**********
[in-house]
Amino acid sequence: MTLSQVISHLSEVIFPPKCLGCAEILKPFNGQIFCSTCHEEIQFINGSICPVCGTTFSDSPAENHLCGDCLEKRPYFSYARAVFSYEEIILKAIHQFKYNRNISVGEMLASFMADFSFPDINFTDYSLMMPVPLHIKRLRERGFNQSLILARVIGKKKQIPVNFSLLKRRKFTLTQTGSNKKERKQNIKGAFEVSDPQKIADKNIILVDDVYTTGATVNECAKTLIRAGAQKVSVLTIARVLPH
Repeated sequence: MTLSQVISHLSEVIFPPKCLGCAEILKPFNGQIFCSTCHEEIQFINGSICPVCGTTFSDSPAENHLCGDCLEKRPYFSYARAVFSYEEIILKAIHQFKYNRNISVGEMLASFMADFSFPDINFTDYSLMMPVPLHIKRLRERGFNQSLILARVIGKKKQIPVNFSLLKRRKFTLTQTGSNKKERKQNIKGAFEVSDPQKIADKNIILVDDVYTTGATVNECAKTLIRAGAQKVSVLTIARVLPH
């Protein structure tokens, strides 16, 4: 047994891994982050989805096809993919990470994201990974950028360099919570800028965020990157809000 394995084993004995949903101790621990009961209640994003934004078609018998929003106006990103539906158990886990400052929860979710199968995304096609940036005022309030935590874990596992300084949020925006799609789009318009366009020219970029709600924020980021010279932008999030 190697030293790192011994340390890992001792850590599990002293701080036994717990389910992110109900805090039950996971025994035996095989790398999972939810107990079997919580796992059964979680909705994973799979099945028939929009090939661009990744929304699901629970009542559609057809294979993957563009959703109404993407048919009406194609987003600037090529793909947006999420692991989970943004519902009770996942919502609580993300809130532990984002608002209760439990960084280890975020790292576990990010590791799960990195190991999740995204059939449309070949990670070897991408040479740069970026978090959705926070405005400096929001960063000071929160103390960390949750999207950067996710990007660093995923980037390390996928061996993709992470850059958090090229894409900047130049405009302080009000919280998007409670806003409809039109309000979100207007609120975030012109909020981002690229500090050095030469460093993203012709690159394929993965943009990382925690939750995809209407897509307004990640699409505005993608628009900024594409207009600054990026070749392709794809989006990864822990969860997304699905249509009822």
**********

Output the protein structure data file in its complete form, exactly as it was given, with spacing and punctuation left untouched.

[in-house]
Amino acid sequence: MTLSQVISHLSEVIFPPKCLGCAEILKPFNGQIFCSTCHEEIQFINGSICPVCGTTFSDSPAENHLCGDCLEKRPYFSYARAVFSYEEIILKAIHQFKYNRNISVGEMLASFMADFSFPDINFTDYSLMMPVPLHIKRLRERGFNQSLILARVIGKKKQIPVNFSLLKRRKFTLTQTGSNKKERKQNIKGAFEVSDPQKIADKNIILVDDVYTTGATVNECAKTLIRAGAQKVSVLTIARVLPH
Repeated sequence: MTLSQVISHLSEVIFPPKCLGCAEILKPFNGQIFCSTCHEEIQFINGSICPVCGTTFSDSPAENHLCGDCLEKRPYFSYARAVFSYEEIILKAIHQFKYNRNISVGEMLASFMADFSFPDINFTDYSLMMPVPLHIKRLRERGFNQSLILARVIGKKKQIPVNFSLLKRRKFTLTQTGSNKKERKQNIKGAFEVSDPQKIADKNIILVDDVYTTGATVNECAKTLIRAGAQKVSVLTIARVLPH
């Protein structure tokens, strides 16, 4: 047994891994982050989805096809993919990470994201990974950028360099919570800028965020990157809000 394995084993004995949903101790621990009961209640994003934004078609018998929003106006990103539906158990886990400052929860979710199968995304096609940036005022309030935590874990596992300084949020925006799609789009318009366009020219970029709600924020980021010279932008999030 190697030293790192011994340390890992001792850590599990002293701080036994717990389910992110109900805090039950996971025994035996095989790398999972939810107990079997919580796992059964979680909705994973799979099945028939929009090939661009990744929304699901629970009542559609057809294979993957563009959703109404993407048919009406194609987003600037090529793909947006999420692991989970943004519902009770996942919502609580993300809130532990984002608002209760439990960084280890975020790292576990990010590791799960990195190991999740995204059939449309070949990670070897991408040479740069970026978090959705926070405005400096929001960063000071929160103390960390949750999207950067996710990007660093995923980037390390996928061996993709992470850059958090090229894409900047130049405009302080009000919280998007409670806003409809039109309000979100207007609120975030012109909020981002690229500090050095030469460093993203012709690159394929993965943009990382925690939750995809209407897509307004990640699409505005993608628009900024594409207009600054990026070749392709794809989006990864822990969860997304699905249509009822």